Announced at Mobile World Congress a year ago, the 10-inch Xperia Z2 Tablet remains one of the thinnest and lightest tablets around, but now it has a successor that steps things up a notch. The new Xperia Z4 Tablet matches the iPad Air 2's 6.1mm thickness while being notably lighter at just 393g for its LTE model. It's still waterproof, it still lasts an awfully long time, and of course it runs the latest version of Android, Lollipop.
The big change with Sony's new flagship tablet this year is a renewed attempt to woo business customers. Now that Sony no longer has its VAIO laptop line, it's decided to add a Bluetooth keyboard and Microsoft's Office productivity suite to its best Android tablet.
The BKB50 keyboard is pitched as bringing a "premium laptop experience," however my time with it was underwhelming. The keys feel hollow, offering little resistance while typing, and they make an unpleasantly loud noise. A few of the most commonly used buttons are also unhelpfully shrunken, with the Tab, Backspace and right Shift key all being too small to reach with my natural typing style. I've been a big fan of Sony's chiclet laptop keyboards over the years and it's disappointing not to see a true translation of that quality in this latest accessory.
To augment the keyboard, Sony has included a PC-syle launcher in the bottom left of the Android interface, which is designed to be a familiar landing spot for people used to the Windows Start menu. Another affordance to those habituated to Microsoft software is the preloading of Microsoft's Word, PowerPoint, and Excel. Like Samsung did with the Galaxy S6 yesterday, Sony's seeing value in distributing Microsoft's applications on the Android platform, which bodes well for the future of Office and the rest of Microsoft's software stable.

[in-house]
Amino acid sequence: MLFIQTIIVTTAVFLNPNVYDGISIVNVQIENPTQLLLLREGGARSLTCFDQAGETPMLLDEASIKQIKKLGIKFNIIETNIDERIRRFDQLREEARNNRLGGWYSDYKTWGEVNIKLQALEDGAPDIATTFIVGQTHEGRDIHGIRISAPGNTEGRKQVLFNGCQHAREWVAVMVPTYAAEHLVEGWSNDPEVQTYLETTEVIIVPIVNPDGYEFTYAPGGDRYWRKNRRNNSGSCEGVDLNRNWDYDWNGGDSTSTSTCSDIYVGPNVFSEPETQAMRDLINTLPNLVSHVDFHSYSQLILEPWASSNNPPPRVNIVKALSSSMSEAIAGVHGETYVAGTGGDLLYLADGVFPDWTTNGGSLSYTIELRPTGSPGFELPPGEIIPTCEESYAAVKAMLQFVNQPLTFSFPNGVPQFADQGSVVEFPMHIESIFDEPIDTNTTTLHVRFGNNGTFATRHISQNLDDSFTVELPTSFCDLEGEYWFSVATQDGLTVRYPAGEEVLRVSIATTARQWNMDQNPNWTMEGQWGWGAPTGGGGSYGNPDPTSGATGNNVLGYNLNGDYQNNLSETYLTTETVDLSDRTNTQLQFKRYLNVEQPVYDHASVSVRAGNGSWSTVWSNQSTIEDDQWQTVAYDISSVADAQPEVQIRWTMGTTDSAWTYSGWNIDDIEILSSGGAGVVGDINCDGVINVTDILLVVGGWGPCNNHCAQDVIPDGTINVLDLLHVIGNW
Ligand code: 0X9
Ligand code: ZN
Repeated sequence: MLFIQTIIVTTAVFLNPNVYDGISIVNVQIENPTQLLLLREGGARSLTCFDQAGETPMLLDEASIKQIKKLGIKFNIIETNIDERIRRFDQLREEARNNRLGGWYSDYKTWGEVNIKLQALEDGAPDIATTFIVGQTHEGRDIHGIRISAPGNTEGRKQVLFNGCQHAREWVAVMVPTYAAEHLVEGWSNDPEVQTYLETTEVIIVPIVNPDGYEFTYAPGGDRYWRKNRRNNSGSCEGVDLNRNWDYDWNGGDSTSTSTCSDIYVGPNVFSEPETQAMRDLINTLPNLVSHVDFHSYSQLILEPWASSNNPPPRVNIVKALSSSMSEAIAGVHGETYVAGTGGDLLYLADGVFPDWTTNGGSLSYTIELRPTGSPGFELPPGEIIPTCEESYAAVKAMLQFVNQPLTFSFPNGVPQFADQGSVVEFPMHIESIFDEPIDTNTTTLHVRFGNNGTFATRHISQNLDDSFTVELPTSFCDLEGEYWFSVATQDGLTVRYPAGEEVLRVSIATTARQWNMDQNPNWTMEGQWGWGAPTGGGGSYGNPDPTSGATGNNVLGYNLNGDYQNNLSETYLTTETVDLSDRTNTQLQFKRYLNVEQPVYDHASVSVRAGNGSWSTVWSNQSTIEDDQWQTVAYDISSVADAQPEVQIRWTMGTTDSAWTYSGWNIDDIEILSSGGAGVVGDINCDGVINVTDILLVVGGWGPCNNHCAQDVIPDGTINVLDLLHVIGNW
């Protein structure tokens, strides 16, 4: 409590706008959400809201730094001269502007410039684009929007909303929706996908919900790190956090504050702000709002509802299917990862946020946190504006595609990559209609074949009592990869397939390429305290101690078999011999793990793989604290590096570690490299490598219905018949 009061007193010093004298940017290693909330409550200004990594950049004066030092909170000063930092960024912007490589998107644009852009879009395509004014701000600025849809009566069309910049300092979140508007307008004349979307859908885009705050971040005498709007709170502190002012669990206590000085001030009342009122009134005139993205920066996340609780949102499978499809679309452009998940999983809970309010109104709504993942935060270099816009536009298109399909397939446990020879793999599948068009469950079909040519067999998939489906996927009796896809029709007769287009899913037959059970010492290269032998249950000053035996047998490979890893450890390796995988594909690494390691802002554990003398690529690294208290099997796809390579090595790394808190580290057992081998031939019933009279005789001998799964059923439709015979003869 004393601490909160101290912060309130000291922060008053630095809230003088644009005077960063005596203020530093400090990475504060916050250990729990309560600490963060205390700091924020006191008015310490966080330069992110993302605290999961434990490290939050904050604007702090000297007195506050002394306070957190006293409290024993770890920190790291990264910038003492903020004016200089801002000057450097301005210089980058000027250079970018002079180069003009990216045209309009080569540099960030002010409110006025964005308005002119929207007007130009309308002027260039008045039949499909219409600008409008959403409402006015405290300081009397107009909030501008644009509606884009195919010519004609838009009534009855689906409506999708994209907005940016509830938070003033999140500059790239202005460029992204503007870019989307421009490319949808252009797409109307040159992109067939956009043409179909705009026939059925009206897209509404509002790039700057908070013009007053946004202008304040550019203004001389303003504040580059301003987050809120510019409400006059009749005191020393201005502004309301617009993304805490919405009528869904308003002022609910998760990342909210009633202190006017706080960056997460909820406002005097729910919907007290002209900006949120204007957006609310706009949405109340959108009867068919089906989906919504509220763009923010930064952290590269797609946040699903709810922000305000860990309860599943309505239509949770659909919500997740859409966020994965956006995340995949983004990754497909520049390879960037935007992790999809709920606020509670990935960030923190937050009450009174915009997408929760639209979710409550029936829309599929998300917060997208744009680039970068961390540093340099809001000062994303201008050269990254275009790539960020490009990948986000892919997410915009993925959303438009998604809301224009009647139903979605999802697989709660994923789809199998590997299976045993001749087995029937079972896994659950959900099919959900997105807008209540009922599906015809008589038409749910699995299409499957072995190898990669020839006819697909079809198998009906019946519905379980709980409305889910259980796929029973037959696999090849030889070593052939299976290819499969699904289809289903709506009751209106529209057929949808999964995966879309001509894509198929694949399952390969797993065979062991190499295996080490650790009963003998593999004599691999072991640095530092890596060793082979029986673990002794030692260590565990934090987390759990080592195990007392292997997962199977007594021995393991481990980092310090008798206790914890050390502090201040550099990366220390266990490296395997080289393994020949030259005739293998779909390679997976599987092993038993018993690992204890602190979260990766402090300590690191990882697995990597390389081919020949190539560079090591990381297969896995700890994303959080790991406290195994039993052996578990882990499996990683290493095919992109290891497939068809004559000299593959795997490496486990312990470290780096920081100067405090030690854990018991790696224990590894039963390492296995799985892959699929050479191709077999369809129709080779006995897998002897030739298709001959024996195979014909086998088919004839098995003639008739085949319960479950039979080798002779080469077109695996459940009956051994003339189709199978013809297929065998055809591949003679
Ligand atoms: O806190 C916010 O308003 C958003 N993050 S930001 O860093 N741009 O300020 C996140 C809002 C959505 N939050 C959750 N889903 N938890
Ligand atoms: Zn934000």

Beyond the effort to fill the void left by its former laptop range, Sony's goal with the Z4 Tablet has been to maximize its strengths and extend its leadership. The company's proud of its reputation for making devices that are both beautiful and waterproof, and the Z4 Tablet improves things that little bit further with a USB port that no longer requires a cap. So long as the port is fully dried out after taking a dip in water, it'll function just fine.
"We will not compromise on stamina at all," says Sony, and indeed the new Z4 Tablet has the same 6,000mAh battery as its predecessor, only this time it's said to be even more efficient, lasting for a full 17 hours of video playback. That's in spite of raising the display resolution to 2K (2,560 x 1,600) and moving up to the new octa-core Snapdragon 810 processor. More powerful, yet longer-lasting and somehow even thinner: Sony's devices continue to be marvels of engineering. The bezel around the 10-inch display has also been reduced, responding to feedback from users who felt the Z2 had too much.
The Xperia Z4 Tablet maintains Sony's high standards for build quality with a very solid construction and a pleasing, easy to grip texture on its back cover. I'm a big fan of the understated appearance of the matte black version.
A true marvel of hardware engineering
For all its glorious feats in constructing this tablet, Sony knows that the biggest achievement will be to convince people in the value of Android tablets over their eternal nemesis, the iPad. Tablets of all denominations have seen their sales slowing down lately, but perhaps things like Sony's PS4 Remote Play can revive the interest in what are incredibly potent and simultaneously compact devices.
One of the few major new products here at MWC to not be launching imminently, the Xperia Z4 Tablet is set for a global release in June of this year. It will come with 32GB of onboard storage, expandable via a microSD card, and will be offered in both LTE and Wi-Fi-only variants.